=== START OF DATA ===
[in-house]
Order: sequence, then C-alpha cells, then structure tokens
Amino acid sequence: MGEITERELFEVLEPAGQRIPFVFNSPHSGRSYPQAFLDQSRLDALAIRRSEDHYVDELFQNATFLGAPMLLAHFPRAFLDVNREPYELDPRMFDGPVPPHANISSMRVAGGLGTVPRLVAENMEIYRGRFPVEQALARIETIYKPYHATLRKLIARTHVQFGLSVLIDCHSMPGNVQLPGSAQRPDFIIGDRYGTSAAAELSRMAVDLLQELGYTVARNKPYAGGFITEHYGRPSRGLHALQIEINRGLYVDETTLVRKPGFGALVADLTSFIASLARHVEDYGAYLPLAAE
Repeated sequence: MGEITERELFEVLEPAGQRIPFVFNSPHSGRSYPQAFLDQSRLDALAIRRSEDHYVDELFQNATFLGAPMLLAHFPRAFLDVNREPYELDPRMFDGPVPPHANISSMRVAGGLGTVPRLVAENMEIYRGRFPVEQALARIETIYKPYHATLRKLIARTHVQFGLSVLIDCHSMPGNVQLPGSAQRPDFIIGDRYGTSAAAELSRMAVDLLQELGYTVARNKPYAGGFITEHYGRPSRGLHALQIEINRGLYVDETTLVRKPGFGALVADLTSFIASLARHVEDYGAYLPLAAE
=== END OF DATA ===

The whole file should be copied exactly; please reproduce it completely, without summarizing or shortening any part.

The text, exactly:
[in-house]
Order: sequence, then C-alpha cells, then structure tokens
Amino acid sequence: MGEITERELFEVLEPAGQRIPFVFNSPHSGRSYPQAFLDQSRLDALAIRRSEDHYVDELFQNATFLGAPMLLAHFPRAFLDVNREPYELDPRMFDGPVPPHANISSMRVAGGLGTVPRLVAENMEIYRGRFPVEQALARIETIYKPYHATLRKLIARTHVQFGLSVLIDCHSMPGNVQLPGSAQRPDFIIGDRYGTSAAAELSRMAVDLLQELGYTVARNKPYAGGFITEHYGRPSRGLHALQIEINRGLYVDETTLVRKPGFGALVADLTSFIASLARHVEDYGAYLPLAAE
Repeated sequence: MGEITERELFEVLEPAGQRIPFVFNSPHSGRSYPQAFLDQSRLDALAIRRSEDHYVDELFQNATFLGAPMLLAHFPRAFLDVNREPYELDPRMFDGPVPPHANISSMRVAGGLGTVPRLVAENMEIYRGRFPVEQALARIETIYKPYHATLRKLIARTHVQFGLSVLIDCHSMPGNVQLPGSAQRPDFIIGDRYGTSAAAELSRMAVDLLQELGYTVARNKPYAGGFITEHYGRPSRGLHALQIEINRGLYVDETTLVRKPGFGALVADLTSFIASLARHVEDYGAYLPLAAE